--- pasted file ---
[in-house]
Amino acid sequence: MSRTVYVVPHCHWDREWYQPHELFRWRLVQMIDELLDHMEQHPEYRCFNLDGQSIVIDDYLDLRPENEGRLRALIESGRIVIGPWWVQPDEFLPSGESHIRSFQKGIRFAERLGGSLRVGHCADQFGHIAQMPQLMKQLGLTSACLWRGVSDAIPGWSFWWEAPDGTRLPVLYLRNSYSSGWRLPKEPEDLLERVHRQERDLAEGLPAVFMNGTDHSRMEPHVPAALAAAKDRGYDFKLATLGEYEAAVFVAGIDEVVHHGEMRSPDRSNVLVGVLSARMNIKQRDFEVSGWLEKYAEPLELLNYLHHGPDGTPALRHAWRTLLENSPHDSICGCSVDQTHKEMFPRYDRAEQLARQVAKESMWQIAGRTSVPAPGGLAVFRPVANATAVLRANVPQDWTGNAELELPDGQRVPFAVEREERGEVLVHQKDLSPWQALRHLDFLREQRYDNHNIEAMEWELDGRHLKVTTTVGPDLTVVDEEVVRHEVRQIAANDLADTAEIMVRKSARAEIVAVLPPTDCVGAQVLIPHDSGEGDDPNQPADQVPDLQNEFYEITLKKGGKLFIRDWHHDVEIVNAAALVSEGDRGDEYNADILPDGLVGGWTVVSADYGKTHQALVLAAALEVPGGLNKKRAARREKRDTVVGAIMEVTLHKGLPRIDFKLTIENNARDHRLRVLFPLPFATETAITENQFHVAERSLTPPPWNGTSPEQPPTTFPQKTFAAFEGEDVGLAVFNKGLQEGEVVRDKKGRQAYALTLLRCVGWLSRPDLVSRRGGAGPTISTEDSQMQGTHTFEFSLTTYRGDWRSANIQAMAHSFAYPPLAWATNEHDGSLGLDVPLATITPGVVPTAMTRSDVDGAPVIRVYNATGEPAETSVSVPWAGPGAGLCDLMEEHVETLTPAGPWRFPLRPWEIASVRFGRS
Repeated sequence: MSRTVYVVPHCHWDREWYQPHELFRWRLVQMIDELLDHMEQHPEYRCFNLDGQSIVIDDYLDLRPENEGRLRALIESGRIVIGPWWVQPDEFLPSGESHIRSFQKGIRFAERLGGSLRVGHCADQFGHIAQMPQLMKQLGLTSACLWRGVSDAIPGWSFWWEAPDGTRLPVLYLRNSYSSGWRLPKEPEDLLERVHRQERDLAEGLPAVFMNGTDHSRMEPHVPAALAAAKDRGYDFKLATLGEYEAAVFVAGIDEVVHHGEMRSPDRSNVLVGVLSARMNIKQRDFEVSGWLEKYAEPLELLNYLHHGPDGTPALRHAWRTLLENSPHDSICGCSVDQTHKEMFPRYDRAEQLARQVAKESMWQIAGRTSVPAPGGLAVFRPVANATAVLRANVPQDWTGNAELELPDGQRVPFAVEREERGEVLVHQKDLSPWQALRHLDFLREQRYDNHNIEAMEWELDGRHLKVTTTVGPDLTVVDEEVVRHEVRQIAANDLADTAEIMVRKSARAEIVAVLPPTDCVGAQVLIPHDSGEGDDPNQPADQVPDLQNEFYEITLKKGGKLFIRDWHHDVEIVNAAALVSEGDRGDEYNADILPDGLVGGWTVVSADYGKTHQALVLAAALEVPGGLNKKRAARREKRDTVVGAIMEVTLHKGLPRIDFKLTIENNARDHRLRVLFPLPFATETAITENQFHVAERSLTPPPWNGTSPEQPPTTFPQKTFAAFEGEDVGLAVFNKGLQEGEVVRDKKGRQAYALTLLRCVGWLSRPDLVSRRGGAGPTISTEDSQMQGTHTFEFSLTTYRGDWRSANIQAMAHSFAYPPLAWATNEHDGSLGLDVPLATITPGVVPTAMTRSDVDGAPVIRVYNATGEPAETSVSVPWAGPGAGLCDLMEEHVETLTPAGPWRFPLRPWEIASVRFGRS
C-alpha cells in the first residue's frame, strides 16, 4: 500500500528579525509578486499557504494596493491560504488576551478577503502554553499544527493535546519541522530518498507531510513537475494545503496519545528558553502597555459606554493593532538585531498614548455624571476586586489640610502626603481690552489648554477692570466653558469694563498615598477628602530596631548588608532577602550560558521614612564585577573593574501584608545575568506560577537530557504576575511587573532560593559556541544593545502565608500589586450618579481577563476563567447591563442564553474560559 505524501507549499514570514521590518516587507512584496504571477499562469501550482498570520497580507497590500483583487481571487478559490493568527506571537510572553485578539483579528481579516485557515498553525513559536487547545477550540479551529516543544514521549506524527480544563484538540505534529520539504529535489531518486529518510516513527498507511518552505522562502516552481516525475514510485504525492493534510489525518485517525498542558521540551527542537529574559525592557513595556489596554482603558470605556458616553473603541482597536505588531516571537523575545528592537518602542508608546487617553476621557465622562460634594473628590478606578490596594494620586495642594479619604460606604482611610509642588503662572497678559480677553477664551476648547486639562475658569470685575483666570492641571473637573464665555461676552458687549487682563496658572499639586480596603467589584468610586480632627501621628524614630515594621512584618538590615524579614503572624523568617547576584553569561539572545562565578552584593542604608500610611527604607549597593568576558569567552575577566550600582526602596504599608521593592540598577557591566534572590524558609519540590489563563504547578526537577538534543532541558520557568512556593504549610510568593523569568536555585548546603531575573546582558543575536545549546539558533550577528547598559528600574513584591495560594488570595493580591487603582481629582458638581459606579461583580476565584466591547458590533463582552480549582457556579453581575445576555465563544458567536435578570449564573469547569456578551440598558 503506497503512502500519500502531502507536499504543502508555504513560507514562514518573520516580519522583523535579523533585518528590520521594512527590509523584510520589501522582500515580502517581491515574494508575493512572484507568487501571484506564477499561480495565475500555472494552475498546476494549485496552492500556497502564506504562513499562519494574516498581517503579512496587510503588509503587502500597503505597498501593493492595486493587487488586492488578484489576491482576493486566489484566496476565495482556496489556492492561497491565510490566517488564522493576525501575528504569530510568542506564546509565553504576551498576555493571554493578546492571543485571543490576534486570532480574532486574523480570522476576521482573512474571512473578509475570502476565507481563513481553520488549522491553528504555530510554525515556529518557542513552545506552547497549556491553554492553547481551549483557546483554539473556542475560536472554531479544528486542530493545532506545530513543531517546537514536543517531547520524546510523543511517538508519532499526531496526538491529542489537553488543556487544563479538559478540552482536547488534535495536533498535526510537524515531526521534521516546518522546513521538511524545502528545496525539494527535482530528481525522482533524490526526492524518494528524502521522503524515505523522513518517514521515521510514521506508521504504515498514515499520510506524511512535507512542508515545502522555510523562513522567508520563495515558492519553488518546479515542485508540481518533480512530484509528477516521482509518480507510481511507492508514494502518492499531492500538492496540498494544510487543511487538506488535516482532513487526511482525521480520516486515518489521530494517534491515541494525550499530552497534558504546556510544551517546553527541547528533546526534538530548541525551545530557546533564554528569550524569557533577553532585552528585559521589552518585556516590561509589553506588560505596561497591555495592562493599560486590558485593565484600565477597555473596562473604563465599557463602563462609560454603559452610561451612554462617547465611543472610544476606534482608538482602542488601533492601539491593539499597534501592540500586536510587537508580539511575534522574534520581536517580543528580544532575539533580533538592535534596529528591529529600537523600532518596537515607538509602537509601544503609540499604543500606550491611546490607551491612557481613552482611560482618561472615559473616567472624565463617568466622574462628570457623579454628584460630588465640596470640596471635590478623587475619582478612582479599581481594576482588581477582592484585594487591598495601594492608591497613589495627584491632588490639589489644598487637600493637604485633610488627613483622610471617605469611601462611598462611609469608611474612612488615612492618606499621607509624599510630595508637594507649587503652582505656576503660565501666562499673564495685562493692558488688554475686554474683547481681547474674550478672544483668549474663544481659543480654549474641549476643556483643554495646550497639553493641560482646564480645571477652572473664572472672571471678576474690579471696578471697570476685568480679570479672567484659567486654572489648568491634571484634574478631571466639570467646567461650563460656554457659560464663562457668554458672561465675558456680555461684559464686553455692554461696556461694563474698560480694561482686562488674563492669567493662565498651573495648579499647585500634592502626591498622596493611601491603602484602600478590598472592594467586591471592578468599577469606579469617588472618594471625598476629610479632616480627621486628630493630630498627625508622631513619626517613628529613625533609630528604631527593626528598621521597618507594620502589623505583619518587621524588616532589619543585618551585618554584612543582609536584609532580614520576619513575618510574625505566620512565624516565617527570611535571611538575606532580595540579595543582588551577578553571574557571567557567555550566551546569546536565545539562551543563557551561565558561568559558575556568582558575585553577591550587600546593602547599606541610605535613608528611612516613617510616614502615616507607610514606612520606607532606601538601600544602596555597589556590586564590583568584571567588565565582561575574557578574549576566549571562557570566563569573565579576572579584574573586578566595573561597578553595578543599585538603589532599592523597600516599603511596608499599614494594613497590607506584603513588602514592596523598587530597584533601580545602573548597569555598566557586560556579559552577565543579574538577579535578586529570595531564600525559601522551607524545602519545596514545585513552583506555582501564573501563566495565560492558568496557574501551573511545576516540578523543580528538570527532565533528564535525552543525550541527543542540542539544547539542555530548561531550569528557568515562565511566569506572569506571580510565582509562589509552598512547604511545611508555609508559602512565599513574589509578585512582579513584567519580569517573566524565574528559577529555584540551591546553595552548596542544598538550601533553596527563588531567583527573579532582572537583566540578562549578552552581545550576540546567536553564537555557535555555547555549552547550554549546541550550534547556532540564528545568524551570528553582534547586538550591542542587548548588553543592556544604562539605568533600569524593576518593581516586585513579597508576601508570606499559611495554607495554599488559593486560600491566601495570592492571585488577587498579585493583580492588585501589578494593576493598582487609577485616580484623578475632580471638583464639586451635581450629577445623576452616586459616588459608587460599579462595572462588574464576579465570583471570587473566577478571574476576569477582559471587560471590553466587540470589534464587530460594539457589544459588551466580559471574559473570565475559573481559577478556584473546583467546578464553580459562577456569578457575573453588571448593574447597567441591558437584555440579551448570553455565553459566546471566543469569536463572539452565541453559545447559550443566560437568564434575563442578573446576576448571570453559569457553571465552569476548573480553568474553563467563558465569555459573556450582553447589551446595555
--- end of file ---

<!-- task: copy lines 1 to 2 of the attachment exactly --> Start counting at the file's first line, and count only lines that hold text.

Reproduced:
[in-house]
Amino acid sequence: MSRTVYVVPHCHWDREWYQPHELFRWRLVQMIDELLDHMEQHPEYRCFNLDGQSIVIDDYLDLRPENEGRLRALIESGRIVIGPWWVQPDEFLPSGESHIRSFQKGIRFAERLGGSLRVGHCADQFGHIAQMPQLMKQLGLTSACLWRGVSDAIPGWSFWWEAPDGTRLPVLYLRNSYSSGWRLPKEPEDLLERVHRQERDLAEGLPAVFMNGTDHSRMEPHVPAALAAAKDRGYDFKLATLGEYEAAVFVAGIDEVVHHGEMRSPDRSNVLVGVLSARMNIKQRDFEVSGWLEKYAEPLELLNYLHHGPDGTPALRHAWRTLLENSPHDSICGCSVDQTHKEMFPRYDRAEQLARQVAKESMWQIAGRTSVPAPGGLAVFRPVANATAVLRANVPQDWTGNAELELPDGQRVPFAVEREERGEVLVHQKDLSPWQALRHLDFLREQRYDNHNIEAMEWELDGRHLKVTTTVGPDLTVVDEEVVRHEVRQIAANDLADTAEIMVRKSARAEIVAVLPPTDCVGAQVLIPHDSGEGDDPNQPADQVPDLQNEFYEITLKKGGKLFIRDWHHDVEIVNAAALVSEGDRGDEYNADILPDGLVGGWTVVSADYGKTHQALVLAAALEVPGGLNKKRAARREKRDTVVGAIMEVTLHKGLPRIDFKLTIENNARDHRLRVLFPLPFATETAITENQFHVAERSLTPPPWNGTSPEQPPTTFPQKTFAAFEGEDVGLAVFNKGLQEGEVVRDKKGRQAYALTLLRCVGWLSRPDLVSRRGGAGPTISTEDSQMQGTHTFEFSLTTYRGDWRSANIQAMAHSFAYPPLAWATNEHDGSLGLDVPLATITPGVVPTAMTRSDVDGAPVIRVYNATGEPAETSVSVPWAGPGAGLCDLMEEHVETLTPAGPWRFPLRPWEIASVRFGRS